Teka, my small (about fourteen hands high) Paso Fino – Quarter Horse mix who died on June 23rd due to a snake bite, was my favorite horse; I have never known one better. We knew each other well and I loved him. Here is a photo of Teka taken soon after I had bought him. He had eventually become grayer to the point that he looked a bit like Robert E. Lee’s horse, Traveler, except that his mane was naturally hogged, probably because he habitually stuck his neck through the fence to get the grass on the other side, always greener and better tasting.
I had bought him about five years ago as a five year old and had trained him as well as I knew how. Before I bought him, he had been ridden little, in a severe bit, and was skittish. He then seemed to resent being ridden. As we worked together, we got to know and understand each other well. As we progressed, it seemed as though he could read my mind and I his. Only the most subtle leg pressure, weight shifts and rein signals against his neck became needed to ask him to do what I wanted and after we had worked on his training he always obliged. I used only a simple bosal, no bit in his mouth and no leverage to amplify my requests. Teka’s favorite treat was a banana. Whenever he saw me, he pawed the ground in anticipation. He seemed a bit jealous if I rode one of the other horses first.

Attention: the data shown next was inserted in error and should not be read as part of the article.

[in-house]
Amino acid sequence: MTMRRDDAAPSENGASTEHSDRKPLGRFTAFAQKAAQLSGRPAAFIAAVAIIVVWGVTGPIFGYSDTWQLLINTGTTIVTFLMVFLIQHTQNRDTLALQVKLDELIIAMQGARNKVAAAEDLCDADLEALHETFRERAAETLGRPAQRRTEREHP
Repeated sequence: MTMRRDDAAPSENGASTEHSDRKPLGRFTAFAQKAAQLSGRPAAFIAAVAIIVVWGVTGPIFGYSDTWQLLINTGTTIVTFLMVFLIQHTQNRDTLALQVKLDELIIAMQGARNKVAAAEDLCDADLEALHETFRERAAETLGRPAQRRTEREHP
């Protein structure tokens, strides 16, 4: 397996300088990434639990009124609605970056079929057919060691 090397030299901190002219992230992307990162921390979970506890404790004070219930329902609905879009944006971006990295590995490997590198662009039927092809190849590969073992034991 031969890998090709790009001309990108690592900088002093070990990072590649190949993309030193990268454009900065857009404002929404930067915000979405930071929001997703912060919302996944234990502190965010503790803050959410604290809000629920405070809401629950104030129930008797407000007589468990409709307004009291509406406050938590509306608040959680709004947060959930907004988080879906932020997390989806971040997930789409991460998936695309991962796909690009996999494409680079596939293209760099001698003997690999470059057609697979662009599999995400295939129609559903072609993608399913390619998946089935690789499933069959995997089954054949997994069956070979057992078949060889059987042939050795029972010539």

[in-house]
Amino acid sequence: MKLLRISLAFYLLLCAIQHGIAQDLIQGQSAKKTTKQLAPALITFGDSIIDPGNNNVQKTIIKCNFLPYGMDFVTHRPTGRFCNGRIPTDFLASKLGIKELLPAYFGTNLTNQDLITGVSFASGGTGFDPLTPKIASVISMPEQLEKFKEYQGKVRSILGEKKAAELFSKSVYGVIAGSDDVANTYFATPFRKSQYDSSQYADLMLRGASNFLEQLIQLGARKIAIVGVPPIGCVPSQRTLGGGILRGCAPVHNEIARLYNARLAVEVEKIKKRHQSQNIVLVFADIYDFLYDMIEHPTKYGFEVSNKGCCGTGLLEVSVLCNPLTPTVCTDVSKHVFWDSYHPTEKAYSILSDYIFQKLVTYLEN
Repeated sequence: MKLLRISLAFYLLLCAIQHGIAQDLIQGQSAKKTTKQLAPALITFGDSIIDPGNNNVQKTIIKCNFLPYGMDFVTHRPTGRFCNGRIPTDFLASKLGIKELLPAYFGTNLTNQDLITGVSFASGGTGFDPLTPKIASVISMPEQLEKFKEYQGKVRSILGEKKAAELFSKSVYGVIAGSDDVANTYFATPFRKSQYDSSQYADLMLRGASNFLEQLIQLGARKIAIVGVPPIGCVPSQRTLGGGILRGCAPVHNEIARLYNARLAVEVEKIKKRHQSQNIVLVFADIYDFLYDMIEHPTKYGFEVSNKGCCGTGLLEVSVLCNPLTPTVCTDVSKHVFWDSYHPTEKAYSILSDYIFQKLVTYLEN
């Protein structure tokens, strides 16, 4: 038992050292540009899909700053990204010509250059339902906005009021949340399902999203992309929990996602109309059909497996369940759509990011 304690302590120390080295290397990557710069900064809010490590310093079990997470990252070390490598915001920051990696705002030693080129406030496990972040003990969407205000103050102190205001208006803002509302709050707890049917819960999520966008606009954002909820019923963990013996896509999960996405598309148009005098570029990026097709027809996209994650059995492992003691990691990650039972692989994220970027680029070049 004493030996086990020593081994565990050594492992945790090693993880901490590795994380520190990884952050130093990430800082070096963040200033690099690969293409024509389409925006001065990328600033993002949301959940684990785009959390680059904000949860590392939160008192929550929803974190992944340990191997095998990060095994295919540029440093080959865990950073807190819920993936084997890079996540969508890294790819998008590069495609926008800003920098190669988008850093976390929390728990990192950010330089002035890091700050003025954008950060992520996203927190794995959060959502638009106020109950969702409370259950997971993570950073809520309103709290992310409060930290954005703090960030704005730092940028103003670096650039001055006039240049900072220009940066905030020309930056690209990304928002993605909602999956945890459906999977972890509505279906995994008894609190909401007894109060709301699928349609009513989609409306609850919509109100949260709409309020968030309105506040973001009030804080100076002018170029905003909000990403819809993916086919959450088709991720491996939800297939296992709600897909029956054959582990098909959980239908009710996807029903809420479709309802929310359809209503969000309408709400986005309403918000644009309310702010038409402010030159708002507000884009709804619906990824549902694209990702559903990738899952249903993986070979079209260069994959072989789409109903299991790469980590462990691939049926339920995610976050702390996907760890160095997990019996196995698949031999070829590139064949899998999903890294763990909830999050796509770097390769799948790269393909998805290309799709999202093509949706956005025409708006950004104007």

Teka was young, only about ten. Somehow, I’m reminded of this song by Jimmy Buffett.
Teka had a good but short life for a horse and for him to deteriorate in old age would not have been good, for either of us. At least we were together about an hour before the end and I think he knew that it was near. He seemed to appreciate that I was with him, even though I had to give him an intramuscular injection. As always, he did not flinch when I gave it to him. I shall treasure him memory always.